I kept track of what news and blogs I was reading over the course of a week. Some interesting takeaways from the data:
I consumed 73% of this media on an iPad, and 88% digitally overall. The remaining 12% is all radio, specifically WBUR. What’s interesting is that the BBC on WBUR was basically my only source of international news, and international news only comprised 6% of my total media consumption. Half my consumption was about technology or the tech industry, and 12% was national news. The remaining 30% consisted of softer stories about culture.
One worrisome thing I noticed is that over half my news comes from tailored sources which aren’t very diverse — 57% of my news comes from aggregators that filter news, namely Zite and Twitter. Zite learns what I like to give me news stories it thinks I’ll find relevant, and I choose who to follow on Twitter.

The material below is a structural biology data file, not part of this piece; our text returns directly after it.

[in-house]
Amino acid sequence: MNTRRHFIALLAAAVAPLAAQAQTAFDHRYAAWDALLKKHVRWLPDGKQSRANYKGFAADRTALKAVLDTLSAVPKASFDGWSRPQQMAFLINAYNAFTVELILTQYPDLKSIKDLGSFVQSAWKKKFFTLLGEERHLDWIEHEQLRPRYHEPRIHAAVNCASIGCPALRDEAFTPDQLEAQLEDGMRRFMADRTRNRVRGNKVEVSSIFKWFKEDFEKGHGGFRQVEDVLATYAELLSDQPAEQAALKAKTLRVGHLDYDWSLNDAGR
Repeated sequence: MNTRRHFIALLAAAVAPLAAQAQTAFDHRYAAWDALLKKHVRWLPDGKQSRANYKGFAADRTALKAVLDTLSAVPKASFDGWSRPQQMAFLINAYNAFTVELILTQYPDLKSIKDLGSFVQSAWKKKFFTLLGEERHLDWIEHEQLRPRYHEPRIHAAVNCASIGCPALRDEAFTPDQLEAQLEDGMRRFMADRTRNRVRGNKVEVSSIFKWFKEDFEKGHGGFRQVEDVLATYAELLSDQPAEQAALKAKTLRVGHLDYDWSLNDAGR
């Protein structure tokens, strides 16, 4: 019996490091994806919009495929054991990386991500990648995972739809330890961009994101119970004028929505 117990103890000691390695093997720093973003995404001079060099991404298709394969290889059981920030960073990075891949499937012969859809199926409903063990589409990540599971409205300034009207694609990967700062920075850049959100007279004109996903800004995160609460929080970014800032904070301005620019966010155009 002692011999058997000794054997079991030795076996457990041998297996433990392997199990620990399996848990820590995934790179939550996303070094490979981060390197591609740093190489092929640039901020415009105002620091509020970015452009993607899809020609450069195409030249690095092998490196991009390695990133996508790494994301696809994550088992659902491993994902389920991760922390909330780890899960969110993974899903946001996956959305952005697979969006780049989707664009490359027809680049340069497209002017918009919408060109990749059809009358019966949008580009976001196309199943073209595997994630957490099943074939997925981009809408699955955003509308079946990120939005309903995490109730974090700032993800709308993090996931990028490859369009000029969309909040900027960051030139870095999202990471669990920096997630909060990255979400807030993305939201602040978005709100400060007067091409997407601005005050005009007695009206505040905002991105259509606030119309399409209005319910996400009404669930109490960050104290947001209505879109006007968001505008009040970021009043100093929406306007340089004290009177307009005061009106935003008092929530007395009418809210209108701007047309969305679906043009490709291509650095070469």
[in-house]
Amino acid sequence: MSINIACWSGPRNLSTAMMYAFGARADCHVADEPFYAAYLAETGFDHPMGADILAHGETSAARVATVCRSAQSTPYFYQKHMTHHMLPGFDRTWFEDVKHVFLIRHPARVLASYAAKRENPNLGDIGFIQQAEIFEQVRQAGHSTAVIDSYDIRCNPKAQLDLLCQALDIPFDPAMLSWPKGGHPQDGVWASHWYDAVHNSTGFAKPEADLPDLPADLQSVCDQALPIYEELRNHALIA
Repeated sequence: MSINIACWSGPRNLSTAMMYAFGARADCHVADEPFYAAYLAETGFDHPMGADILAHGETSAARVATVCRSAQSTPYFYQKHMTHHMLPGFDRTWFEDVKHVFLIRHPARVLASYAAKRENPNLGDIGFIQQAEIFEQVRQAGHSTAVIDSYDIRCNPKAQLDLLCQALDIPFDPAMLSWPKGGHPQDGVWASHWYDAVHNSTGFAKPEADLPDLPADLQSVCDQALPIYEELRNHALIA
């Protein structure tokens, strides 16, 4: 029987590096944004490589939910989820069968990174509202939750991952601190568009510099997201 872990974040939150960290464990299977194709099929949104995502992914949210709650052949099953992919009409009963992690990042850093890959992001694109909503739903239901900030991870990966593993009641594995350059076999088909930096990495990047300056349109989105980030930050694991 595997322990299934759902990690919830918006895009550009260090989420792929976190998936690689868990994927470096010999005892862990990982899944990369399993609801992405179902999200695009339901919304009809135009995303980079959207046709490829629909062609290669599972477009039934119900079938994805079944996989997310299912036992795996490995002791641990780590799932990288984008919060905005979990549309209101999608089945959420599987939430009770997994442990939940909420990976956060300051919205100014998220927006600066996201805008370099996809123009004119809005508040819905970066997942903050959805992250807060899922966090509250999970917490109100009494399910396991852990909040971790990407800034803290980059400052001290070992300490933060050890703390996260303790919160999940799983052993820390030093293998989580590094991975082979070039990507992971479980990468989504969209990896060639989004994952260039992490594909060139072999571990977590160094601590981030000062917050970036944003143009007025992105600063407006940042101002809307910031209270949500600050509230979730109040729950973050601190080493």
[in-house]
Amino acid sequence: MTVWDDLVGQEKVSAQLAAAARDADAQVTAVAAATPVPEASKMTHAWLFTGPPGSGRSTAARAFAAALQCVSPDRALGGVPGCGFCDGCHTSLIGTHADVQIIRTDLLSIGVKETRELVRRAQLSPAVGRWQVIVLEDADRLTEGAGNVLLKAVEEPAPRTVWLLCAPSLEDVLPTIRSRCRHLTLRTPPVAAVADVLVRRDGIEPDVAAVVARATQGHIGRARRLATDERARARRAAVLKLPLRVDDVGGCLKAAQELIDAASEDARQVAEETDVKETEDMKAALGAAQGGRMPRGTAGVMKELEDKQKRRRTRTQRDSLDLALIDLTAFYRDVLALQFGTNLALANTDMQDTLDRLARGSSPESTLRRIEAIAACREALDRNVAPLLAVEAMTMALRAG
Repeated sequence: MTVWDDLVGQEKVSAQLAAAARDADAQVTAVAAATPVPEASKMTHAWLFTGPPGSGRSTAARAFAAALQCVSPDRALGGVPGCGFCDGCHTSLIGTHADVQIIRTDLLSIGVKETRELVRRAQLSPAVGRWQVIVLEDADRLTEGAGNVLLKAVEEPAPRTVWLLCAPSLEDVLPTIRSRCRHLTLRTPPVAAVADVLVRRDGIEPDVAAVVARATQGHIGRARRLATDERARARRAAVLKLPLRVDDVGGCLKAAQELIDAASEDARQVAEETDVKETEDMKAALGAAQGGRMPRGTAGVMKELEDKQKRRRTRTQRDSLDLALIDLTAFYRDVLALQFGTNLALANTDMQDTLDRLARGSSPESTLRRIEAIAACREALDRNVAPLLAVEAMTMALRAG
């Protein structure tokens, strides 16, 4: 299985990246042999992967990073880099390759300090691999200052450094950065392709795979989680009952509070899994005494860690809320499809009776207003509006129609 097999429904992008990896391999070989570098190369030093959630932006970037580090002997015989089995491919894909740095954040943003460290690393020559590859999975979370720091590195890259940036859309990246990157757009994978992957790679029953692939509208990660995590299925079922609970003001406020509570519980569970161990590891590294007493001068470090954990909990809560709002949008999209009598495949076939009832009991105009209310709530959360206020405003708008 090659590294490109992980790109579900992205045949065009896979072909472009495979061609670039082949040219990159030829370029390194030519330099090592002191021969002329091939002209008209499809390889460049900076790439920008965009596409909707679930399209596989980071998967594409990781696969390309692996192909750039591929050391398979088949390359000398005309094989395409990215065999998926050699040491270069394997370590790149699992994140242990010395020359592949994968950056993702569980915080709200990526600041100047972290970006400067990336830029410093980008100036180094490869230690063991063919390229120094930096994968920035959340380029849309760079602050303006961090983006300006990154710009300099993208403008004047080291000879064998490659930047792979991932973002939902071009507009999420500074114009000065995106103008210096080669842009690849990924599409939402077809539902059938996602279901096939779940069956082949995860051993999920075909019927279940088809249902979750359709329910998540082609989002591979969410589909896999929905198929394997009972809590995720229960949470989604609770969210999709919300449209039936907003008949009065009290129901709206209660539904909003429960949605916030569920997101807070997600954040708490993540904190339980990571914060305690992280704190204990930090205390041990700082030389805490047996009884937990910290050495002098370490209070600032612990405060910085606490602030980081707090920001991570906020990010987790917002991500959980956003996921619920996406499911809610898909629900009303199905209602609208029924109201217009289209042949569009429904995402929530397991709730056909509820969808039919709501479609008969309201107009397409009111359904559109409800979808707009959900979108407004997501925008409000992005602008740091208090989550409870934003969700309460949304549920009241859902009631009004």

This means that I’m reading a subset of news, blogs, and tweets which tend to support similar viewpoints, and I’m missing out on interesting content I don’t know I even might want to read. I’m my own news editor, and the more my tastes differ from someone else’s, the more likely it is that we are reading totally different sets of news. As local newspapers close, personalized news becomes more prevalent, and algorithms better learn what we like, this issue will only get worse. It is less likely that people will get a diverse set of opinions in their news, and it’s less often that we’ll have strong national stories which bring us all together as citizens.